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Probiotics Antimicrob Proteins. 2019 Mar;11(1):113-123. doi: 10.1007/s12602-018-9396-9.

Evaluating the Probiotic Potential of Lactobacillus plantarum Strains from Algerian Infant Feces: Towards the Design of Probiotic Starter Cultures Tailored for Developing Countries.

Author information

1
Laboratory of Physiology of the Nutrition and Food Security, Department of Biology, Faculty of Natural and Life Sciences, University of Oran, 1 Ahmed Ben Bella, 31000, Oran, Algeria.
2
Department of Agriculture, Food and Environment Sciences, University of Foggia, Via Napoli 25, 71122, Foggia, Italy.
3
Laboratoire de Microorganismes et Biomolécules Actives, Faculté des Sciences de Tunis, Université Tunis El Manar, 2092, Tunis, Tunisie.
4
Department of Clinical and Experimental Medicine, University of Foggia, Viale Pinto 1, 71122, Foggia, Italy. daniela.fiocco@unifg.it.

Abstract

Lactobacilli naturally present in the neonatal gut are believed to be beneficial for the human hosts and are investigated as potential probiotics. In this study, we aimed to characterize six Lactobacillus plantarum strains derived from the feces of a breast-fed infant, for the development of new probiotic cultures. Our attention was focused on L. plantarum in reason of the presence, within such species, of both pro-technological and probiotic strains, i.e., a combination of particular interest to design tailored probiotic starter cultures for developing countries. The bacterial isolates exhibiting lactobacilli-like phenotypic characteristics were identified as members of the L. plantarum group by 16S rRNA gene sequencing, and their diversity was evaluated by randomly amplified polymorphic DNA (RAPD) PCR patterns. The selected strains were screened for probiotic potential through in vitro tests. Firstly, bacterial survival was evaluated in an in vitro system simulating the human oro-gastrointestinal tract, using also milk as a carrier matrix. Besides, physiological traits such as antibiotic susceptibility, antimicrobial activity against selected enteric pathogens, and adhesion to abiotic surfaces and to gastric mucin were studied. Considering the resistance to simulated gastrointestinal digestion and the results from the biofilm and mucin adhesion tests, a strain-denominated L. plantarum LSC3 was selected for further evaluation of in vitro adhesion ability to intestinal mucosa and immunomodulatory activities. L. plantarum LSC3 was able to adhere efficiently to human enterocyte-like cells (Caco-2 cells), and decreased IL-8 transcription while increasing IL-10 mRNA level, as revealed by transcriptional analysis on LPS-stimulated human (THP-1) macrophages. Our results highlight that L. plantarum LSC3 fulfills major in vitro probiotic criteria as well as interesting immunostimulatory properties, and thus may be a promising candidate for further in vivo studies aiming at the development of novel probiotic starter cultures.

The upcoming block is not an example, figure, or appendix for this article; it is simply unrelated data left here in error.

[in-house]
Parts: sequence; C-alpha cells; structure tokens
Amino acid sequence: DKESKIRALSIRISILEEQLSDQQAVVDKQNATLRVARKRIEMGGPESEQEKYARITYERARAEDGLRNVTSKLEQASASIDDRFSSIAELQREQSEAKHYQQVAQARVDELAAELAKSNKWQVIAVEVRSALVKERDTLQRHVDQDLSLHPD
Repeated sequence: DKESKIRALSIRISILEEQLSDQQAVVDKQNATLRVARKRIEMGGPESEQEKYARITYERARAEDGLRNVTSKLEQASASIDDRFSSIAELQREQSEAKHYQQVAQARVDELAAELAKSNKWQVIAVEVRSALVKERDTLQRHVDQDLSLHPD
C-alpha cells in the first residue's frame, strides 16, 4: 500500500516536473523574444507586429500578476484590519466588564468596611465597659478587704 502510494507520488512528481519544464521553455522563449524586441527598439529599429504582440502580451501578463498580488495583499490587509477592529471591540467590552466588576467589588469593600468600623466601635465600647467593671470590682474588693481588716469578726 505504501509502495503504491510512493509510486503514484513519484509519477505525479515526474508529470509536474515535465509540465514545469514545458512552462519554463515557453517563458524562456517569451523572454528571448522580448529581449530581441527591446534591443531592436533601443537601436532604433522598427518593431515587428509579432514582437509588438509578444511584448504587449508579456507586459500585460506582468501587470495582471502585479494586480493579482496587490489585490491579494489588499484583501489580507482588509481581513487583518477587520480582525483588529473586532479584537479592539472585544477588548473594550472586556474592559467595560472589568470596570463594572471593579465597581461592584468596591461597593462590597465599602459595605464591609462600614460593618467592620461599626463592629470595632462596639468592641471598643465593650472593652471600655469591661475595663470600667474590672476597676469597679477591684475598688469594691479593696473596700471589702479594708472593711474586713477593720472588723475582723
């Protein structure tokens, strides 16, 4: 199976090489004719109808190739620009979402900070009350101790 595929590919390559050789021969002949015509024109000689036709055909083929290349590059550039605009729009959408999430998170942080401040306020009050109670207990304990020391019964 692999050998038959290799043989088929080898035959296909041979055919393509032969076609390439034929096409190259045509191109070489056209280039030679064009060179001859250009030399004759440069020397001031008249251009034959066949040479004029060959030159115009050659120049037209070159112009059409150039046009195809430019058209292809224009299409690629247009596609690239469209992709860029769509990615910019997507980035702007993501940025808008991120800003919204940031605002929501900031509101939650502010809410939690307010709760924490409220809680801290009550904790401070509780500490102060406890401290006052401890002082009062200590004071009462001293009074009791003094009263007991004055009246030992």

KEYWORDS:

Developing country; Infant feces isolates; Lactobacillus plantarum; Probiotic

PMID:
29460213
DOI:
10.1007/s12602-018-9396-9
[Indexed for MEDLINE]

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